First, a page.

Recordings > Opera and Oratorio

WAGNER: Siegfried

CD Button Melton, Farcas, Humble; O’Neill, Goerne, Cangelosi, Van Mechelen, Struckmann; Hong Kong Philharmonic Orchestra, van Zweden. No texts or translations. Naxos 8.660413-16 (4)

Recordings HK PHilharmonic hdl 118
Wagner in China: the Hong Kong Philharmonic and cast record Siegfried
© Cheung Wai Lok/HK Philharmonic
Recordings Siegfried Cover 118

THE DUTCH CONDUCTOR Jaap van Zweden, now music director designate of the New York Philharmonic, stamps Wagner’s titanic score with a very personal approach in this third entry in Naxos’s new Ring cycle. It seems fairly careful—the climaxes are a bit dampened—but also surpassingly beautiful. Rarely have the leitmotifs been played with such clarity while also blending seamlessly into the whole. Rarely have the opera’s quiet, introspective moments been so achingly beautiful, especially Siegfried’s Act II wonderings about his parents under the linden tree and when he bemoans his loneliness to the Forest Bird. These passages are played with such delicate transparency—and sung by Simon O’Neill with such tenderness—that Siegfried’s vulnerability is strikingly clear. Throughout, the Hong Kong Philharmonic (of which van Zweden is also music director) plays brilliantly and emotionally, particularly the strings and woodwinds, creating glowing musical textures and finding every nuance in the rich, complex score.

In the wrong hands, Act I of Siegfried can be a chore—a character tenor and a heldentenor barking and yapping at each other for an hour. But that’s not the case here. David Cangelosi provides a gorgeously sung Mime, never resorting to snarling or blustering. He manages to provide many fine character touches by darkening and lightening the tone. He’s well matched by O’Neill, who manages every aspect of his brutally long and difficult role with aplomb. His Siegfried is sweet, innocent and volatile, sung with burnished tone and, occasionally, a tear in the voice. While he has to lunge for a few high notes, his voice maintains tonal beauty throughout the registers, and O’Neill never shows vocal strain or pushes for effect. Like the best heldentenors, he makes it sound easy. Particularly in the Act II passages when Siegfried is alone, O’Neill’s soft singing is ravishing. He’s also capable of expressions of great joy, as in his final scenes with Brünnhilde. The famous passage in which he discovers her sleeping form and sings “Das ist kein Mann!” usually draws audience laughter, but here O’Neill has such surprise and fear in his voice that it’s touching.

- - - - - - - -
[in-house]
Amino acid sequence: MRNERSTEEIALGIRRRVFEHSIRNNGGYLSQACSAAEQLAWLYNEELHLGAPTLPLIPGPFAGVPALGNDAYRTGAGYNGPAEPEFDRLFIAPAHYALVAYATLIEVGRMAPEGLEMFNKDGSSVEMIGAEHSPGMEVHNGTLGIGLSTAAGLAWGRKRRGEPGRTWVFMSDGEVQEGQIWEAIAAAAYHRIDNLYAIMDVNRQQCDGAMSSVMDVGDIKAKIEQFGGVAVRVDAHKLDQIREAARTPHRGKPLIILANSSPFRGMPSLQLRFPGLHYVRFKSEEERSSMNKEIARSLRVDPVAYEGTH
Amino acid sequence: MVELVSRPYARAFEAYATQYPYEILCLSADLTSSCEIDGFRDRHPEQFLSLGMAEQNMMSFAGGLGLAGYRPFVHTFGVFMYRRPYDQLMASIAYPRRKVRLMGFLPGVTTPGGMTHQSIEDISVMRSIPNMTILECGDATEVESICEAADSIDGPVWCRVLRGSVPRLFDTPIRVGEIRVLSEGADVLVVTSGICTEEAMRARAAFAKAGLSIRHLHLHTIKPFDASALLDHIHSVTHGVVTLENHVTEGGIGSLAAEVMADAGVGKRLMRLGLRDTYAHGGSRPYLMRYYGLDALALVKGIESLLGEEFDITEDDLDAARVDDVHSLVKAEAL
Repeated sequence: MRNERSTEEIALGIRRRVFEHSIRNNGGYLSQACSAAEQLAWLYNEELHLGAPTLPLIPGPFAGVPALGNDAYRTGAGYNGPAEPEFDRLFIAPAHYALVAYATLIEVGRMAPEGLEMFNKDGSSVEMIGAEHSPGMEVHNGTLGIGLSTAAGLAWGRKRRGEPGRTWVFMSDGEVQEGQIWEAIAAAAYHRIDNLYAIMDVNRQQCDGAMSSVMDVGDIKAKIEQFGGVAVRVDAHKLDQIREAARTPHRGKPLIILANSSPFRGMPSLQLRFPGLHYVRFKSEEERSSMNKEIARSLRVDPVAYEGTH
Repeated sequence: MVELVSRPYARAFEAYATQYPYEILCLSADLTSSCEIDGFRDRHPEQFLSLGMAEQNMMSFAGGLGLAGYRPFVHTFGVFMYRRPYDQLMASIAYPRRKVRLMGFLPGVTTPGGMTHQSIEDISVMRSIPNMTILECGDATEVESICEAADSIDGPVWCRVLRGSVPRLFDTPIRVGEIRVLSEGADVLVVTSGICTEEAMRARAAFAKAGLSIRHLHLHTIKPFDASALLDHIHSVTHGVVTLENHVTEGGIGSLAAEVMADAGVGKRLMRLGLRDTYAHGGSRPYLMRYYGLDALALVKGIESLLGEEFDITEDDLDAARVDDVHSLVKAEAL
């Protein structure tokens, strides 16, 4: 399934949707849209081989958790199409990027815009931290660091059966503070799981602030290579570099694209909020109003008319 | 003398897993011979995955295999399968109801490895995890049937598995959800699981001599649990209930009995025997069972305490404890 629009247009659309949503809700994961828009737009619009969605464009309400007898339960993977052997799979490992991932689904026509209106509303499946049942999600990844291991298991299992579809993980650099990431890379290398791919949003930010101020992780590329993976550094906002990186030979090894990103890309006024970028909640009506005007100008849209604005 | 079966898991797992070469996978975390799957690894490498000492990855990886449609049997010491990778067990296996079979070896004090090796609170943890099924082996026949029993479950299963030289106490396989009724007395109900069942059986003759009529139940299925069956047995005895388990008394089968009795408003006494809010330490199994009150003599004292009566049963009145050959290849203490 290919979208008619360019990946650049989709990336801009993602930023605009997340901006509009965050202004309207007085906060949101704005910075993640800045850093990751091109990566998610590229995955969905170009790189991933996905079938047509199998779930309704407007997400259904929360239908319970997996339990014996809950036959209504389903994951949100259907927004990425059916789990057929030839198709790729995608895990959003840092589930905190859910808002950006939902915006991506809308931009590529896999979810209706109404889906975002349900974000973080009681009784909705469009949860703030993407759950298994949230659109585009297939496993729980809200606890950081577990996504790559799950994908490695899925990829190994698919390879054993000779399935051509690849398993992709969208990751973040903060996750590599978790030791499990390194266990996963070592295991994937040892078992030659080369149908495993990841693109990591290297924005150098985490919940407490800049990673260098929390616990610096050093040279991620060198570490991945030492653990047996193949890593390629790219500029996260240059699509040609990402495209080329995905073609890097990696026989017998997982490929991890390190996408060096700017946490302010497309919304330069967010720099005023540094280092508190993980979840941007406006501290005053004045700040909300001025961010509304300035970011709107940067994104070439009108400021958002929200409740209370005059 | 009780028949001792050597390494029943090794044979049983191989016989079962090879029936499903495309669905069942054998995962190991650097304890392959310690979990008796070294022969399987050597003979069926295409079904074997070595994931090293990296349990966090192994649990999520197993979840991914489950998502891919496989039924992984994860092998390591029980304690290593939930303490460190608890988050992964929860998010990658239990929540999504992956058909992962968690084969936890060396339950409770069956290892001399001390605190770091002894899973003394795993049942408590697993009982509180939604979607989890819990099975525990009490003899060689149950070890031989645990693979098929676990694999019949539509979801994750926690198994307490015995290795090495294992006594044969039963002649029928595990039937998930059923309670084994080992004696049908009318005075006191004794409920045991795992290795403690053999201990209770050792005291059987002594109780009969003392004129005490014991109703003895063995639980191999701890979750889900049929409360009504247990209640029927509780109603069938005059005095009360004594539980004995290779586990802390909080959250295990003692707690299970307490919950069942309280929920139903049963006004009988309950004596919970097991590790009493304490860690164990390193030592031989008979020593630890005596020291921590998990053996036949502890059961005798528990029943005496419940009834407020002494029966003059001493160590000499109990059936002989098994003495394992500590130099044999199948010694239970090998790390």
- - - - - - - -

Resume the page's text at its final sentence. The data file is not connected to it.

This Ring is notable for Matthias Goerne’s role debut as Wotan. He has garnered much praise for his performance in Walküre, but I can’t be so enthusiastic about his Wanderer. He approaches the music as a lieder singer, with velvety richness to his sensitive baritone. But—and this could be the fault of microphone placement—in Act I, he sounds muffled and tentative. His singing is effectively smooth but never exciting. His fine use of textual subtlety seems calculated. His best singing comes in his Act III invocation of Erda, when he seems much less careful and lets his voice fly out.

The supporting cast is uneven. Heidi Melton, who sang Sieglinde in Walküre, is Brünnhilde here. She starts out tentative and fluttery in her “Heil dir, Sonne” but soon comes into her own in the duets with Siegfried. There’s real warmth and richness in her middle and lower registers, but her laser-beam high notes can be shrill. Falk Struckmann’s baritone is too light for the dragon Fafner, but he provides theatrical fireworks with the dragon’s hearty laughs and blood-curdling screams at his death. Valentina Farcas is a thick-voiced Forest Bird, mezzo Deborah Humble an effective, deep-voiced Erda.

The main asset of this recording is the splendid orchestral playing and the sensitive, nuanced conducting of van Zweden. It may not be a Siegfried for the ages, but it finds all the subtle beauty in Wagner’s music. It’s a moving performance that’s unusually human. —Henson Keys 



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